Posted by & filed under Military/Aircraft, Mountains & hills, April 5 2012.

One of the engines from the B-26 Invader lying partially submerged in boggy ground

One of the engines from the B-26 Invader lying partially submerged in boggy ground

Last week I travelled to Ayrshire and went for a hike in the remote and anonymous moorland of East Ayrshire. The weather last week was extremely good, with blue skies, high temperatures and little wind, and this walk felt more like it was happening in the middle of summer than mid-March.

I walked northwards from the B743 into the featureless and boggy terrain of the area. There are two aircraft wreck sites in this area, and I had made a previous attempt to walk to these locations earlier in the year, setting off from the A71 to the north but was thwarted by difficult terrain and a new windfarm being built in the area which caused me to take a diversion.

The two aircraft, a Royal Navy Grumman F4F Wildcat/Martlet and a USAF/Arme de l’Air (French Air Force) Douglas B-26 Invader crashed in 1944 and 1956 respectively.

The wreck site of the Martlet consists of a single small pile of largely unrecognisable small sections of metal debris, about 500m east of the summit of Auchenlongford Hill on Blackside at an altitude of about 400m.

The crash site of the Douglas B-26 Invader lies about 2.5km to the north of this site, at the head of the Avon Water river, in an area labelled as ‘Draw Grain’ on the OS 1:25,000 map of the area, between the minor summits of Distinkhorn and Wedder Hill on Blackside. It lies in a shallow gully at an altitude of about 340m and the large debris field is about 240m in length. Despite being at a relatively low altitude, the site is fairly inaccessible as all approaches are on pathless, featureless, boggy and difficult terrain.

Many substantial parts of the Invader are still recognisable including one of the engines half-submerged in boggy ground, sections of what appear to be armour plating, a fuel tank and an undercarriage section. A small crater contains many burnt and mangled pieces of wreckage and it is possible that the other engine was largely destroyed.

Another interesting piece of wreckage at this site is a large tyre. Another unusual aspect of the site is a box containing a visitor’s book, a unique feature of this particular wreck site.

You can see my page about these wreck sites on my website here.

6 Responses to “Two aircraft wreck sites in the remote moorland of East Ayrshire”

  1. Stewart G Park

    Two aircraft wreck sites in the remote moorland of East Ayrshire: I wonder if is the same site of the plane crash above ‘The Black Rocks” on the road to Carsphairn Dumfries Shire out of Dalmellington Ayrshire. The crash happened circa 1951. And was near Meadow Farm just above ‘The Black Rocks’ My friend walked among the wreckage. He said it was terrible and the stench was really bad. My Friend also said it was a USAF Catalina flying boat. All on board were killed.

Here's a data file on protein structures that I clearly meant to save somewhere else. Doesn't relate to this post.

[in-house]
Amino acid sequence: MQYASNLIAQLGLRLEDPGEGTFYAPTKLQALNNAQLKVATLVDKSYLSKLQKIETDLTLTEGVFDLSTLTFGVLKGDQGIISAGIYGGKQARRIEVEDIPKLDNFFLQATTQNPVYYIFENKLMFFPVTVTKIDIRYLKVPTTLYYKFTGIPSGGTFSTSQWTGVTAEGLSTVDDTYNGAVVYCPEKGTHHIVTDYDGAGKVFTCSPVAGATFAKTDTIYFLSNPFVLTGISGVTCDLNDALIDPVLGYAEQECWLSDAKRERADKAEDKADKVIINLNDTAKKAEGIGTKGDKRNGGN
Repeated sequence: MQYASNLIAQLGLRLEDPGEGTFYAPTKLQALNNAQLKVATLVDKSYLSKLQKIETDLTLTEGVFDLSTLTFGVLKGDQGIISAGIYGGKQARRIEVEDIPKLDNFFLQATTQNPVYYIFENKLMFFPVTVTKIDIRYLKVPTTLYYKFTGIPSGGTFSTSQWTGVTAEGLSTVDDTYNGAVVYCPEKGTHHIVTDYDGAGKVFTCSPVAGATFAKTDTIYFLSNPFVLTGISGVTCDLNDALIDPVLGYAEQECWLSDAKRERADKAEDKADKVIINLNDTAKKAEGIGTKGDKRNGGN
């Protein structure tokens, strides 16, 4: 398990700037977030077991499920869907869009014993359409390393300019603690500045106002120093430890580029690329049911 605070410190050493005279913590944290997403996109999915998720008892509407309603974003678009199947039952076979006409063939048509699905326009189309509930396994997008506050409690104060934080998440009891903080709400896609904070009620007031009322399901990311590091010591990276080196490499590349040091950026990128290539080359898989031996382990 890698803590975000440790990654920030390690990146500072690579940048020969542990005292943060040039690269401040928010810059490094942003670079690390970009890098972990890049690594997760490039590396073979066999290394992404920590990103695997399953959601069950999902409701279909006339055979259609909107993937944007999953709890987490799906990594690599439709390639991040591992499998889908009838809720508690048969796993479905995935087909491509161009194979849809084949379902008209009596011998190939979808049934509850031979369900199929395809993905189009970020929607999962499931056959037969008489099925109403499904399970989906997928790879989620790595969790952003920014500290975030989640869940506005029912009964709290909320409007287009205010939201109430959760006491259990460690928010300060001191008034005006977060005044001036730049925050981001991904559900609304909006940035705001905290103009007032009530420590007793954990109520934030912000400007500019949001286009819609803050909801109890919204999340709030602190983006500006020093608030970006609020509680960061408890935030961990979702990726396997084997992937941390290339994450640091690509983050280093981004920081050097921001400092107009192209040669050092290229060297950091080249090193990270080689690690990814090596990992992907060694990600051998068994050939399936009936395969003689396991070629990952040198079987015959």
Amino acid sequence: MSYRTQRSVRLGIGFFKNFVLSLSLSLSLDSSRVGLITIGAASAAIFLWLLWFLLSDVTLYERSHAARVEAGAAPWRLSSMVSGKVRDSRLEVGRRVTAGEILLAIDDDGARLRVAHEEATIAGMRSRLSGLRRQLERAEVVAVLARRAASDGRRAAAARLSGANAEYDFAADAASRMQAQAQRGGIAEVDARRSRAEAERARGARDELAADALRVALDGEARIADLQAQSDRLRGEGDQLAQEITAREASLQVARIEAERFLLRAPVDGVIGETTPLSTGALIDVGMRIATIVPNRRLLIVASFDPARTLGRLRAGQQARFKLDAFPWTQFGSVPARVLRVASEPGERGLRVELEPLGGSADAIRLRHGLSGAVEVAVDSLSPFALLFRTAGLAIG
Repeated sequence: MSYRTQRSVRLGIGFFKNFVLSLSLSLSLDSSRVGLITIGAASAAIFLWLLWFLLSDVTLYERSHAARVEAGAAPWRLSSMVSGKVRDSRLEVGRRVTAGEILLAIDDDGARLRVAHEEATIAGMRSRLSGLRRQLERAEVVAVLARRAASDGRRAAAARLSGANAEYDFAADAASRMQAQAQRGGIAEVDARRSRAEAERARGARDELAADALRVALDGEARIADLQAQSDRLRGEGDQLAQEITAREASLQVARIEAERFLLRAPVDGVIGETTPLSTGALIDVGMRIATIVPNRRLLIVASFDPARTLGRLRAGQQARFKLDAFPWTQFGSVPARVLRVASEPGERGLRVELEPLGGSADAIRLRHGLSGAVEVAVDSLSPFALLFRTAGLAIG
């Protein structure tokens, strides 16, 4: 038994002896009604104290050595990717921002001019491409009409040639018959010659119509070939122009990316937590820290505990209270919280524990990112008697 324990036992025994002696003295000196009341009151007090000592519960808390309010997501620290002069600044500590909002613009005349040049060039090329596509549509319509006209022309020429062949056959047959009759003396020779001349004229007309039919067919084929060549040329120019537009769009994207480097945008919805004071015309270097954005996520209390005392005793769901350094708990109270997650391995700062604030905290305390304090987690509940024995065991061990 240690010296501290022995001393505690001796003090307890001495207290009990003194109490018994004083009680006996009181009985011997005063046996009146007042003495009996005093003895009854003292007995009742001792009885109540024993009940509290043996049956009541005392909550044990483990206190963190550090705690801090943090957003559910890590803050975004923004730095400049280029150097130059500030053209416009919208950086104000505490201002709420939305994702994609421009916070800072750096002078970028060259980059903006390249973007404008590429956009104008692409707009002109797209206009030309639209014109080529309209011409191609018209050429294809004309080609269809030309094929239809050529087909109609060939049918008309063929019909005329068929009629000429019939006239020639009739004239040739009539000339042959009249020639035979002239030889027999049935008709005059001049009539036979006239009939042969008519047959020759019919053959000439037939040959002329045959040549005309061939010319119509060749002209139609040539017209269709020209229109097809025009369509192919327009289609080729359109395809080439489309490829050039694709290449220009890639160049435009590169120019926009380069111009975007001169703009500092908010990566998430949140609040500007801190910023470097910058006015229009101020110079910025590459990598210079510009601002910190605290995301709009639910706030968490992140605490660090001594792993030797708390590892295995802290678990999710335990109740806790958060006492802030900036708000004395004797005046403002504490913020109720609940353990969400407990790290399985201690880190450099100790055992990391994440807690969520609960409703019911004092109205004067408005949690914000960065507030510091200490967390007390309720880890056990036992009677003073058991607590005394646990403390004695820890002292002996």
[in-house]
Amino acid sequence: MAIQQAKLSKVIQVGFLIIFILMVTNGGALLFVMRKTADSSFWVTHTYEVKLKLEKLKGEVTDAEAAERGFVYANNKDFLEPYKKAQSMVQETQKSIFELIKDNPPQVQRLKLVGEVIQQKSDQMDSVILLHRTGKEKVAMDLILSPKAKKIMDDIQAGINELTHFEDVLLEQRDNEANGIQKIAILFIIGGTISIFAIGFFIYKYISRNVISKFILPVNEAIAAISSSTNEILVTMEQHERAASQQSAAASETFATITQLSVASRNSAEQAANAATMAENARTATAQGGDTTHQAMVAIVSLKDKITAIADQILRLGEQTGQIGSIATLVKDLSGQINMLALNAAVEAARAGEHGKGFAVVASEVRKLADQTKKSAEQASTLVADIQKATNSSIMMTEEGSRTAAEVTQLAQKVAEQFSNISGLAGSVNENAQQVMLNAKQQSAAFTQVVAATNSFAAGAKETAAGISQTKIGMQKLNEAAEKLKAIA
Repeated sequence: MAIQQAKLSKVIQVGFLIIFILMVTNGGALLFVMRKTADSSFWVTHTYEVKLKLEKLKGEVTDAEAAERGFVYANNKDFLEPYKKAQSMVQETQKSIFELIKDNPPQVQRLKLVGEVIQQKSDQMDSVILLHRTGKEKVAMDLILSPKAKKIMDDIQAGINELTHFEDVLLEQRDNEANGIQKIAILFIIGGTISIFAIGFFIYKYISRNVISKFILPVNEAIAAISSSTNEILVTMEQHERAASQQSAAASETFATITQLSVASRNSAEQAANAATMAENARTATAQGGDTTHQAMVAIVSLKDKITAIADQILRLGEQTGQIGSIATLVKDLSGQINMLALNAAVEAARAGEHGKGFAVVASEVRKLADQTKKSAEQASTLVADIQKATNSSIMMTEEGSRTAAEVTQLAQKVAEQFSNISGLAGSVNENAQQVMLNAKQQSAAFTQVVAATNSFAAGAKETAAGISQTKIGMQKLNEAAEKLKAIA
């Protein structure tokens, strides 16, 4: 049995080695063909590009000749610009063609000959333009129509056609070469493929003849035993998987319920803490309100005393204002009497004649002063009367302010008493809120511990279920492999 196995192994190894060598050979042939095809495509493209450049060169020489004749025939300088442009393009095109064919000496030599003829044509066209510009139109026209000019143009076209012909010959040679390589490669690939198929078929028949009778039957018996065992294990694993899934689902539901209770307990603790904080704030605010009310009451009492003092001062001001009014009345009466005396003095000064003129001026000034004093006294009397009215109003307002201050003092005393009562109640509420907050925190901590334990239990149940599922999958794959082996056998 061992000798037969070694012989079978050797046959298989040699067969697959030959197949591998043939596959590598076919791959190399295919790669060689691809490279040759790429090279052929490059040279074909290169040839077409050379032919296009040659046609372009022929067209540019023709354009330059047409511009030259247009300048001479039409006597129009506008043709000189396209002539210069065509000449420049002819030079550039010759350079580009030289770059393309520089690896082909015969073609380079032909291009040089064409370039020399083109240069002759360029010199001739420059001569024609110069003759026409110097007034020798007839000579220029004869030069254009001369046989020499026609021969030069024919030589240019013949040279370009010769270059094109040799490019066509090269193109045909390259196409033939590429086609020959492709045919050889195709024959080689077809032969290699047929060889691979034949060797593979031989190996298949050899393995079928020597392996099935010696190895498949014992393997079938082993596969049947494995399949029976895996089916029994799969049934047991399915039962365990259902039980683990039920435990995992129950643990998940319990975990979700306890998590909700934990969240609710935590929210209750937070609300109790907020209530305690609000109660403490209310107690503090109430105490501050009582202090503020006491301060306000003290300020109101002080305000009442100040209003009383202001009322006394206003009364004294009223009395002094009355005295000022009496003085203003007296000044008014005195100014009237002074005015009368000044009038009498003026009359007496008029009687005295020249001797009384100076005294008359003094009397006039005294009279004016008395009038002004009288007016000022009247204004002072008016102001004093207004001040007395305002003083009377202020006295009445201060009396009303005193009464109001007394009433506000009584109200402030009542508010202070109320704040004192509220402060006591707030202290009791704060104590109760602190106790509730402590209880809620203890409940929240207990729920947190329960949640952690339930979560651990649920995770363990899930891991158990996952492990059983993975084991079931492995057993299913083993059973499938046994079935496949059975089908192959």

• Gary Nelson

      Lancaster ME729 of 630sqn crashed on 18.7.44 above the quarry at the Black rocks, most of the wreckage ended up on the Dalmellington to Carsphairn road and in the adjacent burn. The B29 a few miles down the road crashed in 1951 and a Catalina also crashed in ayrshire but a good few miles away so perhaps details of these 3 crashes have been confused.

  2. Eddie

    Hi Stewart,

    I think the crash you are referring to here is that of a Boeing KB-29 Superfortress tanker that crashed in July 1951 near the A713 between Dalmellington and the village of Carsphairn, next to Brockloch Tower, OS grid ref NX 539 959, killing all 11 crew. Not a Catalina, but a similar, large USAF aircraft. The amount of fuel being carried by the tanker might explain the smell you mention.

    There is not much trace of the crash remaining now (apart from a memorial), but you can see some information about the crash and photographs of the site on the Peak District Air Accident Research website here:

  3. James mcnae

    The site of the crash of the Lancaster on the A713 is about 2 miles south of Dalmellington ,about 100 yards north of the quarry. I can remember the 4 impact marks made by the engines as the aircraft crashed into the rocky hillside . As a young boy about 60 years ago built a small cairn on the site. The sliding scree and the sheep have all but hidden the site now.

  4. James Armstrong

    Hi Eddie it might interest you to know that the Wildca was flown by my uncle John Geoffrey Armstrong Also known as Jack. He and my father were both the Fleet Air Arm during the war and Jack was flying back to base when he crashed and was killed. Tragically their younger sister drowned about a year later. Dad died a couple of years ago aged 92 in New Zealand where we emigrated in 1968. Obviously I never knew Jack but with aid of the internet have been able to flesh out the family stories about him.

  5. Isabella dunsford

    My dad was a member of Dalmellington Fire Brigade and attended this accident. He found the watch belonging to Staff Sergeant Poppoff and handed this in. His name was John Whalen (Jock).Many years later, he met a relative of the Staff Sergeant by accident in Dalmellington Library. This relative was looking for the crash site. My dad soke to him at length and gave him exact location of the site.


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